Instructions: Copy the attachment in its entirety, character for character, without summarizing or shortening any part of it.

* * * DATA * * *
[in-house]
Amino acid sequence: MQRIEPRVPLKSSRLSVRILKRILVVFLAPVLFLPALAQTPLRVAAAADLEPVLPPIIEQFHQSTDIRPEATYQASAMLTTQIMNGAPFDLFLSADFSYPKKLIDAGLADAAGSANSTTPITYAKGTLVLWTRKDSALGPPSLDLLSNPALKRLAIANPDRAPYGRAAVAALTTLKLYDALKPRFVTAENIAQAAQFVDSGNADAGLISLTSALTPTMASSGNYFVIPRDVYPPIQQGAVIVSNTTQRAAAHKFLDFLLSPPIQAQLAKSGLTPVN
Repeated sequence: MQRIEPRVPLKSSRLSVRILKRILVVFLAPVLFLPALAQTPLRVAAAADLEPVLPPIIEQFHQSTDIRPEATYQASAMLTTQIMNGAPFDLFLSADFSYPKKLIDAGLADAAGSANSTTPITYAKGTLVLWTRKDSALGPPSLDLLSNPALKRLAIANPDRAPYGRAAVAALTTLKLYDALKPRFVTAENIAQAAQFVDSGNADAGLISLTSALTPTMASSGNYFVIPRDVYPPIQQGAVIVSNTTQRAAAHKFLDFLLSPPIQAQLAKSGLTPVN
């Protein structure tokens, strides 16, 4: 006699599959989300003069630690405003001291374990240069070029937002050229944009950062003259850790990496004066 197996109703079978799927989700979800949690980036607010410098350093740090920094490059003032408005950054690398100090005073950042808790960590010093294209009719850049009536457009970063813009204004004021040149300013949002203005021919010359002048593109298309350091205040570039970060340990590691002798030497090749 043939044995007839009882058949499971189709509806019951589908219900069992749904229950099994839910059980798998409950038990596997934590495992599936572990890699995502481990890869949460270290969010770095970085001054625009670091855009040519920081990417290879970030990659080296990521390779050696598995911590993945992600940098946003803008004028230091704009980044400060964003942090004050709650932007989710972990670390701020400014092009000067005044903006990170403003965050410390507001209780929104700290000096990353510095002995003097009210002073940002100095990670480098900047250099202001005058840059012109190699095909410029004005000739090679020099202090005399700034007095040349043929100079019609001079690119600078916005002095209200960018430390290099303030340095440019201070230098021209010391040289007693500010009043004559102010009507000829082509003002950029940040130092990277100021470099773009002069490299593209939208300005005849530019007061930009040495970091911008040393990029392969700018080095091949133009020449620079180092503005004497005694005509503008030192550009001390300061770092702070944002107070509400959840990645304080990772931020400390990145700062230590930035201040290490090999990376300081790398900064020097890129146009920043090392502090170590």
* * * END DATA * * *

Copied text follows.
[in-house]
Amino acid sequence: MQRIEPRVPLKSSRLSVRILKRILVVFLAPVLFLPALAQTPLRVAAAADLEPVLPPIIEQFHQSTDIRPEATYQASAMLTTQIMNGAPFDLFLSADFSYPKKLIDAGLADAAGSANSTTPITYAKGTLVLWTRKDSALGPPSLDLLSNPALKRLAIANPDRAPYGRAAVAALTTLKLYDALKPRFVTAENIAQAAQFVDSGNADAGLISLTSALTPTMASSGNYFVIPRDVYPPIQQGAVIVSNTTQRAAAHKFLDFLLSPPIQAQLAKSGLTPVN
Repeated sequence: MQRIEPRVPLKSSRLSVRILKRILVVFLAPVLFLPALAQTPLRVAAAADLEPVLPPIIEQFHQSTDIRPEATYQASAMLTTQIMNGAPFDLFLSADFSYPKKLIDAGLADAAGSANSTTPITYAKGTLVLWTRKDSALGPPSLDLLSNPALKRLAIANPDRAPYGRAAVAALTTLKLYDALKPRFVTAENIAQAAQFVDSGNADAGLISLTSALTPTMASSGNYFVIPRDVYPPIQQGAVIVSNTTQRAAAHKFLDFLLSPPIQAQLAKSGLTPVN
């Protein structure tokens, strides 16, 4: 006699599959989300003069630690405003001291374990240069070029937002050229944009950062003259850790990496004066 197996109703079978799927989700979800949690980036607010410098350093740090920094490059003032408005950054690398100090005073950042808790960590010093294209009719850049009536457009970063813009204004004021040149300013949002203005021919010359002048593109298309350091205040570039970060340990590691002798030497090749 043939044995007839009882058949499971189709509806019951589908219900069992749904229950099994839910059980798998409950038990596997934590495992599936572990890699995502481990890869949460270290969010770095970085001054625009670091855009040519920081990417290879970030990659080296990521390779050696598995911590993945992600940098946003803008004028230091704009980044400060964003942090004050709650932007989710972990670390701020400014092009000067005044903006990170403003965050410390507001209780929104700290000096990353510095002995003097009210002073940002100095990670480098900047250099202001005058840059012109190699095909410029004005000739090679020099202090005399700034007095040349043929100079019609001079690119600078916005002095209200960018430390290099303030340095440019201070230098021209010391040289007693500010009043004559102010009507000829082509003002950029940040130092990277100021470099773009002069490299593209939208300005005849530019007061930009040495970091911008040393990029392969700018080095091949133009020449620079180092503005004497005694005509503008030192550009001390300061770092702070944002107070509400959840990645304080990772931020400390990145700062230590930035201040290490090999990376300081790398900064020097890129146009920043090392502090170590």